On energy issues, the PQ platform proposes to:

  • adopt an energy independence policy to reduce imports of oil and to drastically reduce consumption of oil and gas;
  • after review by the BAPE, provide for royalties on hydrocarbon extraction of more than 50% of profit before tax;
  • require that wind energy production projects be controlled by the government, co-operatives and local communities; and
  • create a fund to develop necessary technologies to electrify public and commercial vehicle fleets as well as rail lines when possible.

Greenhouse Gases, Royalties on Water, and Wetlands

The PQ intends to be more aggressive than the Liberal government in tackling GHG emissions and has proposed to reduce GHGs by 25% of 1990 levels by 2020, instead of the current 20% target. The PQ promptly delivered on its commitment to decommission the Gentilly 2 nuclear facility. The PQ has also stated that royalties on groundwater and surface water takings used for bottling and in industrial processes will increase and promised to improve the protection of wetlands particularly in urban areas.

Land Rehabilitation

During the election campaign, certain members of the PQ reiterated their intention to reinstate the popular "Révi-Sols" program, which aims to rehabilitate contaminated lands for residential, recreational, institutional, commercial and industrial uses. The program had generated more than C$2.7-billion in investments when it was in place.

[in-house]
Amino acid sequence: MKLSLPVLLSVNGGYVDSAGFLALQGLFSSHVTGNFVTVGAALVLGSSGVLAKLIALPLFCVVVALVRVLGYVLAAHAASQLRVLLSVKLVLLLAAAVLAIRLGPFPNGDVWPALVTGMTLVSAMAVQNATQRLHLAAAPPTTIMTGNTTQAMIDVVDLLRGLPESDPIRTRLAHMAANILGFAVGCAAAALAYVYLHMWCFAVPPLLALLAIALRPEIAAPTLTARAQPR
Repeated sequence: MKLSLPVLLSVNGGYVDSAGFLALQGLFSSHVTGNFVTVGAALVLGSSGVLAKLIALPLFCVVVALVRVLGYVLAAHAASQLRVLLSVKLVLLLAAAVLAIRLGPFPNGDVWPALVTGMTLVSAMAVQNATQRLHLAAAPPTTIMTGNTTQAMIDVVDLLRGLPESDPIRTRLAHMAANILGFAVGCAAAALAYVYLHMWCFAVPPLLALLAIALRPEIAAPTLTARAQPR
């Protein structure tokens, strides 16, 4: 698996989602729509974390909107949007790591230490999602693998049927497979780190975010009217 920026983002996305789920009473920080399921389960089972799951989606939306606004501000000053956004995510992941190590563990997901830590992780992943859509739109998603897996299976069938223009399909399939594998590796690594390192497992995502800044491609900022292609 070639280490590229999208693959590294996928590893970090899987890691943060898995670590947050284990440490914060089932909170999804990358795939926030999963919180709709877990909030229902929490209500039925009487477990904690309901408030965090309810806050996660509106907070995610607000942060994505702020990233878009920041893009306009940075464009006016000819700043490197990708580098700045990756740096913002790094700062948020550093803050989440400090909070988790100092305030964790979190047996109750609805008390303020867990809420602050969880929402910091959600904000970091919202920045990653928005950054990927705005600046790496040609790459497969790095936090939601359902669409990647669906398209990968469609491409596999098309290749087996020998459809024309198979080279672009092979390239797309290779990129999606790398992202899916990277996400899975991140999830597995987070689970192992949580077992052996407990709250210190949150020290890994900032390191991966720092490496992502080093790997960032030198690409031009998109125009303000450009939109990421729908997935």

While it appears that changes are coming with respect to environmental and natural resources policy in Quebec and in the way the government exercises its discretion in making decisions, major legislative changes will require the support of other parties. This could push the PQ to reach compromises with opposition parties that have platforms that are more open to natural resources and industrial development.

The content of this article is intended to provide a general guide to the subject matter. Specialist advice should be sought about your specific circumstances.